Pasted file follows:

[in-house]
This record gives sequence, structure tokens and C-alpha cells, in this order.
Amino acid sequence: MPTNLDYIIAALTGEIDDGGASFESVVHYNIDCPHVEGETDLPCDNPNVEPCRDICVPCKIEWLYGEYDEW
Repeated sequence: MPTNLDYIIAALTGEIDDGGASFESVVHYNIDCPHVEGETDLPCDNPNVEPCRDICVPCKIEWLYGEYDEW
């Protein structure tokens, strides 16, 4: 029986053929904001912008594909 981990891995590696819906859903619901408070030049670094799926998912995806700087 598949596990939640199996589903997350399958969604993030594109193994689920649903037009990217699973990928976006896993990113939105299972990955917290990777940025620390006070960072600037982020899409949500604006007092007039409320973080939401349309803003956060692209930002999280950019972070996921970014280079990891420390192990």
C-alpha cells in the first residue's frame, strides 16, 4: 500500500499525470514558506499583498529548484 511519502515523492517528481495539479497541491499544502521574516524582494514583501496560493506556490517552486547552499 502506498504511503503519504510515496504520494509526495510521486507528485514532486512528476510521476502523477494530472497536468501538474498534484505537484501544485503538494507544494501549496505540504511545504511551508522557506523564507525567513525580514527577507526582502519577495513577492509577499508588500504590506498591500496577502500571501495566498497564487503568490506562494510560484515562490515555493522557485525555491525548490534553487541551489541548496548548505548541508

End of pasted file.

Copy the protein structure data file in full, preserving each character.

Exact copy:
[in-house]
This record gives sequence, structure tokens and C-alpha cells, in this order.
Amino acid sequence: MPTNLDYIIAALTGEIDDGGASFESVVHYNIDCPHVEGETDLPCDNPNVEPCRDICVPCKIEWLYGEYDEW
Repeated sequence: MPTNLDYIIAALTGEIDDGGASFESVVHYNIDCPHVEGETDLPCDNPNVEPCRDICVPCKIEWLYGEYDEW
């Protein structure tokens, strides 16, 4: 029986053929904001912008594909 981990891995590696819906859903619901408070030049670094799926998912995806700087 598949596990939640199996589903997350399958969604993030594109193994689920649903037009990217699973990928976006896993990113939105299972990955917290990777940025620390006070960072600037982020899409949500604006007092007039409320973080939401349309803003956060692209930002999280950019972070996921970014280079990891420390192990």
C-alpha cells in the first residue's frame, strides 16, 4: 500500500499525470514558506499583498529548484 511519502515523492517528481495539479497541491499544502521574516524582494514583501496560493506556490517552486547552499 502506498504511503503519504510515496504520494509526495510521486507528485514532486512528476510521476502523477494530472497536468501538474498534484505537484501544485503538494507544494501549496505540504511545504511551508522557506523564507525567513525580514527577507526582502519577495513577492509577499508588500504590506498591500496577502500571501495566498497564487503568490506562494510560484515562490515555493522557485525555491525548490534553487541551489541548496548548505548541508